In considering count 1 this anomalous doctrine is unimportant. In actions under the death statute the measure of liability is ordinary negligence irrespective of the test of common law liability. Bergeron v. Forest, 233 Mass. 392, 398-399, 124 N.E. 74 (liability of landlord to tenant for gratuitous repairs); Shapiro v. Lyon, 254 Mass. 110, 115, 149 N.E. 543, and Gallup v. Lazott, 271 Mass. 406, 408, 171 N.E. 658 (liability of host to guest); Oliveria v. Oliveria, 305 Mass. 297, 300-301, 25 N.E.2d 766 (liability of monor child to parent).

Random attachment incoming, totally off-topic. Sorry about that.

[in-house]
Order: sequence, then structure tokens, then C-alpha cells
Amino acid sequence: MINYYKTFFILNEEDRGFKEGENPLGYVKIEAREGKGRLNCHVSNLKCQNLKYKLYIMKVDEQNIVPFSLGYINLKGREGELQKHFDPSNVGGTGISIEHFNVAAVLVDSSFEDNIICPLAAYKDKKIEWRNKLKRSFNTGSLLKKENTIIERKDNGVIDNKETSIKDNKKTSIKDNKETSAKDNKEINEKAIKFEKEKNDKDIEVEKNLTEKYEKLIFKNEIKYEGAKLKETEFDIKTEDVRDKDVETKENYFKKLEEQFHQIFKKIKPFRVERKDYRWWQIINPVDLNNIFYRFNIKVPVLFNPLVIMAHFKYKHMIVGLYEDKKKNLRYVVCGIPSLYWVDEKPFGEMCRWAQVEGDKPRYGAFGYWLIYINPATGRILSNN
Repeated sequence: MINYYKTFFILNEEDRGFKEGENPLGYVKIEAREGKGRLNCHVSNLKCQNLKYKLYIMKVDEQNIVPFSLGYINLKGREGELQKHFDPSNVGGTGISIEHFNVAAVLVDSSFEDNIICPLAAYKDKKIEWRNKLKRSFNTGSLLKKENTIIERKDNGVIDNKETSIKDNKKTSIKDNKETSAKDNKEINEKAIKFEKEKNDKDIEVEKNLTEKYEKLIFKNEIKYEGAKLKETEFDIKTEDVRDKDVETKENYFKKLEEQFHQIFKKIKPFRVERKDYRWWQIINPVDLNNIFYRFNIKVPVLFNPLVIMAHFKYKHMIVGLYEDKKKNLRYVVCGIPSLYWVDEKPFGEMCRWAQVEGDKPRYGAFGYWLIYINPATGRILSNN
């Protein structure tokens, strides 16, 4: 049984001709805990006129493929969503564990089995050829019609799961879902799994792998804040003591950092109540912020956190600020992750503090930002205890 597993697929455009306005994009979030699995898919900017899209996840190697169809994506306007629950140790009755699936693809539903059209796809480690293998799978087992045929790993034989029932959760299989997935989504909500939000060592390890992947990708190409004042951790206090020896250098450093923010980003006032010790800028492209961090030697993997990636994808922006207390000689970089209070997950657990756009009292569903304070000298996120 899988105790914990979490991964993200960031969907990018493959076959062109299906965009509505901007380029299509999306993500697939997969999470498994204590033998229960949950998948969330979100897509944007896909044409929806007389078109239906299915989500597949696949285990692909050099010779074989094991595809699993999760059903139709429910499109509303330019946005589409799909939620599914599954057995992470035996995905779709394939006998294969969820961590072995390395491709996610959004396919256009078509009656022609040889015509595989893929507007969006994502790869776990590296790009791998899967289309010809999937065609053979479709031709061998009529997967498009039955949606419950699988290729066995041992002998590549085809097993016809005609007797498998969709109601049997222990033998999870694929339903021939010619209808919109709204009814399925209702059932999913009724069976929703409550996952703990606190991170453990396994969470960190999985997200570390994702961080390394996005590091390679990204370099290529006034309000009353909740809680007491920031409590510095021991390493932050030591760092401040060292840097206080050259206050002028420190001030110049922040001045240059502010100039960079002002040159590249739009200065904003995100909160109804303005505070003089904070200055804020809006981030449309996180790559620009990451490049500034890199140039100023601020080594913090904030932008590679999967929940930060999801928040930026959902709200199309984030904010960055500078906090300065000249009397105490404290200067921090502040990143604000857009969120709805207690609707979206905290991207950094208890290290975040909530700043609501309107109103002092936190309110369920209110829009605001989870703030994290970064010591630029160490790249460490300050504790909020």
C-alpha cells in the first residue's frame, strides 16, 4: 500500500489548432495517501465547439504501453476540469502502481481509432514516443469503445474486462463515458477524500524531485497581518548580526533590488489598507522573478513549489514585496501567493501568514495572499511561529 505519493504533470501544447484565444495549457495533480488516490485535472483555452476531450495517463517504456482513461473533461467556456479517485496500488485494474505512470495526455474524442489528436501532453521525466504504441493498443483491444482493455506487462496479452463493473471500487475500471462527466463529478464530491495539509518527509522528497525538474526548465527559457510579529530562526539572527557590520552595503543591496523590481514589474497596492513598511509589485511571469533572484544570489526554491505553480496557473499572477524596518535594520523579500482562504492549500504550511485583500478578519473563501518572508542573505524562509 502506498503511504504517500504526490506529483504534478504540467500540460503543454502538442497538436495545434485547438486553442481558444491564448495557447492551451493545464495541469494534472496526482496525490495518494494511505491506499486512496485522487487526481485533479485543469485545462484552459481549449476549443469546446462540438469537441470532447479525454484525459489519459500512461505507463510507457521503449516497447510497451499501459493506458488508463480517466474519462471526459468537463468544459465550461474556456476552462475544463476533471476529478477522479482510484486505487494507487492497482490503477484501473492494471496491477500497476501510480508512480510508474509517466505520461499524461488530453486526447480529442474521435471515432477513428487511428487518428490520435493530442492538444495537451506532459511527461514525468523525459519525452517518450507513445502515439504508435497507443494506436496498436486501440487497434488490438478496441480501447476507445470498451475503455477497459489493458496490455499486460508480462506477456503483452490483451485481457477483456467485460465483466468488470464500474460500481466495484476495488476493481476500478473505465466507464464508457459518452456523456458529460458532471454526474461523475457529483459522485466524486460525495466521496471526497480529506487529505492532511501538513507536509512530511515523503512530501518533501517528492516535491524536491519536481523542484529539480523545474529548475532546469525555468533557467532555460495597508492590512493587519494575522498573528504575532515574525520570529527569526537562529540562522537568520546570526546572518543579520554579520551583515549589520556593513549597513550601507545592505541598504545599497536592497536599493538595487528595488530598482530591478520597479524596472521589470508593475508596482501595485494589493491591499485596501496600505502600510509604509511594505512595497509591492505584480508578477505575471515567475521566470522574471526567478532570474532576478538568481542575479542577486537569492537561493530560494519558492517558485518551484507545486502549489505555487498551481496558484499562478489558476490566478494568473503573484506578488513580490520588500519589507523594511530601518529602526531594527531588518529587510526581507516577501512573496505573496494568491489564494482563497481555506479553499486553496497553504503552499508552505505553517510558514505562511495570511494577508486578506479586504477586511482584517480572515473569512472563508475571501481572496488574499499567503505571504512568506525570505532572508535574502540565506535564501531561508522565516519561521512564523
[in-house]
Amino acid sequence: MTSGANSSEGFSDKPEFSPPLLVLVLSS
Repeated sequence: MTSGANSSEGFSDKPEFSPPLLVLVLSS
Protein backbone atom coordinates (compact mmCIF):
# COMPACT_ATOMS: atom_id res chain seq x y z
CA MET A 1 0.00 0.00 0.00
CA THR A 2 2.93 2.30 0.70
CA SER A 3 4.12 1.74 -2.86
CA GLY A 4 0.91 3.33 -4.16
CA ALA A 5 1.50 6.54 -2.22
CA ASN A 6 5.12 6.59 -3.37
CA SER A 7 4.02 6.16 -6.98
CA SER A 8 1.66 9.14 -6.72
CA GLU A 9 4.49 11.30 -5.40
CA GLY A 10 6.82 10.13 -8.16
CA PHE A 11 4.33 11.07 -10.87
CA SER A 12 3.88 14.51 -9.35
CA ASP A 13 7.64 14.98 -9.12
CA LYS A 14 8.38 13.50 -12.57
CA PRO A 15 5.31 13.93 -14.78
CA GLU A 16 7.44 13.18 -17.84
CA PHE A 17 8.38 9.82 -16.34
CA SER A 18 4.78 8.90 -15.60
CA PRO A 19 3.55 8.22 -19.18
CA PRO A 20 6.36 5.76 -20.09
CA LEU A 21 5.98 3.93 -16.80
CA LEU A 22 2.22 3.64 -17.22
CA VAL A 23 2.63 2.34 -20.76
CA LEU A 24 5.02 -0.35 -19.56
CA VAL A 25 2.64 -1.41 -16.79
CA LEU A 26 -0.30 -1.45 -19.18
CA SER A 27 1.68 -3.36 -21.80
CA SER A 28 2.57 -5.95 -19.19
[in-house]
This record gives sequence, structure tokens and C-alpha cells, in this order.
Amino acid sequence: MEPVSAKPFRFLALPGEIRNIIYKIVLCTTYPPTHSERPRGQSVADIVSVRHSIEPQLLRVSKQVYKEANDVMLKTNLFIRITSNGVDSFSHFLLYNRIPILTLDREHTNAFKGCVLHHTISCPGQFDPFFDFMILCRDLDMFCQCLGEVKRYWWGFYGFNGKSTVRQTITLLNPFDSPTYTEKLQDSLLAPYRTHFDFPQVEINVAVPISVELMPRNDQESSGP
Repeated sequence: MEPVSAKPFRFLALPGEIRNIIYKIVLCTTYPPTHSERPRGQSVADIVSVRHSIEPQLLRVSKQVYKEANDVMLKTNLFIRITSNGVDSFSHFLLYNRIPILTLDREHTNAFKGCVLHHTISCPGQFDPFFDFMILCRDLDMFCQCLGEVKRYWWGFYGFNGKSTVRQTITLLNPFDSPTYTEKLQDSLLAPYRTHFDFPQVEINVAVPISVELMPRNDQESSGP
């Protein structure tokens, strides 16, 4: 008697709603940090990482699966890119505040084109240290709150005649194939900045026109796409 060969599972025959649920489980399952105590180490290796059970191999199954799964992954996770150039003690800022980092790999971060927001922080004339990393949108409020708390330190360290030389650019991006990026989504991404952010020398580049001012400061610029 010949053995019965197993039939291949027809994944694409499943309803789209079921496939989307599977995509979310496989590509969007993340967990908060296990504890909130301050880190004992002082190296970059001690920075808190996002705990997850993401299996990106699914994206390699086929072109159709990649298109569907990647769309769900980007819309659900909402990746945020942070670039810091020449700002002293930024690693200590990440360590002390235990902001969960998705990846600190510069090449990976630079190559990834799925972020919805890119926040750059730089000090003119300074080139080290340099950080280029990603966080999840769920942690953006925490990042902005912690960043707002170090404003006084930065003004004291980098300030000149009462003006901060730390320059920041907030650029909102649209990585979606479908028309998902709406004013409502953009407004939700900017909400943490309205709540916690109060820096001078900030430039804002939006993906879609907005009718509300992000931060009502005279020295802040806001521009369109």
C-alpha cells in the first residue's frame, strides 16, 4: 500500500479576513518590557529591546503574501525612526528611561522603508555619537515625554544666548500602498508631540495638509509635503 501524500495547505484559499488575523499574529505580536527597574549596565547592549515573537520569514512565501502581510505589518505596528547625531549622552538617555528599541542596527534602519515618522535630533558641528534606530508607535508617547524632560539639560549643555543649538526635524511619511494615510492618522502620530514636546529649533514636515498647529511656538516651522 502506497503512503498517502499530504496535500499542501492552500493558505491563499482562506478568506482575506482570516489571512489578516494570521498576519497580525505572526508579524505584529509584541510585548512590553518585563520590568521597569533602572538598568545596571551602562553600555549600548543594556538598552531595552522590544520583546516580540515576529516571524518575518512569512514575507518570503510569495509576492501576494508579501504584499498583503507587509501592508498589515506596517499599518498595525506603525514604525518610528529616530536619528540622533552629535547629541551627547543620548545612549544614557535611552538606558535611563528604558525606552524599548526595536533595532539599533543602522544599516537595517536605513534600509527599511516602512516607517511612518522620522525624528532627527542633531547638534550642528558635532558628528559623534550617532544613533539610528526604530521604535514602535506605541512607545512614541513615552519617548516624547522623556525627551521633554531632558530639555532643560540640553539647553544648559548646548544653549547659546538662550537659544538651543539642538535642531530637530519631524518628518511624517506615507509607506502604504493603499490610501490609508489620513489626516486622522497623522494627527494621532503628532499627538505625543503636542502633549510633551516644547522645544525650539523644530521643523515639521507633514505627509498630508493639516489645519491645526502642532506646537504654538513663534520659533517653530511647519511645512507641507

The question, therefore, is whether count 1 sufficiently states a cause of action based upon negligence. We summarize allegations of this count which are not hereinbefore enumerated. The defendant Osterheld, as superintendent in charge of the hospital and the patients, 'was responsible for the care, training and safety of the plaintiff's intestate,' and 'had instituted various methods of caring for the plaintiff's intestate and others there located.' Following admission as a patient, Roger was treated by this defendant in the Hodskins Building in which he was kept under observation in an area surrounded by a fence and where his ingress and egress were controlled. Thereafter by direction of this defendant 'the plaintiff's intestate was treated in a building without restraint and was allowed access to a recreation area which was unenclosed' known as the children's colony. While in the children's colony Roger showed a tendency to climb fire escapes and structures and to separate himself from his fellow patients, a tendency which was made known to this defendant. At the plaintiff's request Roger was 'returned' to the Hodskins Building for a time, but later 'as a means allegedly designed to make the plaintiff's intestate more independent and self reliant' he was 'returned' by this defendant to 'the children's colony where no restraint was placed upon him or upon others, and he was permitted to come and go and run about without surveillance and without the presence of attendents known or unknown, nor was any provision made therefor by the defendant Osterheld although the plaintiff's intestate's condition, both physical and mental, was such that he was unable to care for himself. * * * [T]he method of training and handling of the plaintiff's intestate as devised and put into operation by the defendant Osterheld was poorly conceived, inadequately implemented and executed without proper provisions being made for the safety of the plaintiff's intestate and other patients being treated with him, and with no precautions in effect to ascertain the plaintiff's intestate's whereabouts or activities, and because of the inadequacy of these training techniques conceived and made operative by the defendant Osterheld the plaintiff's intestate was placed out of doors on a cold rainy March...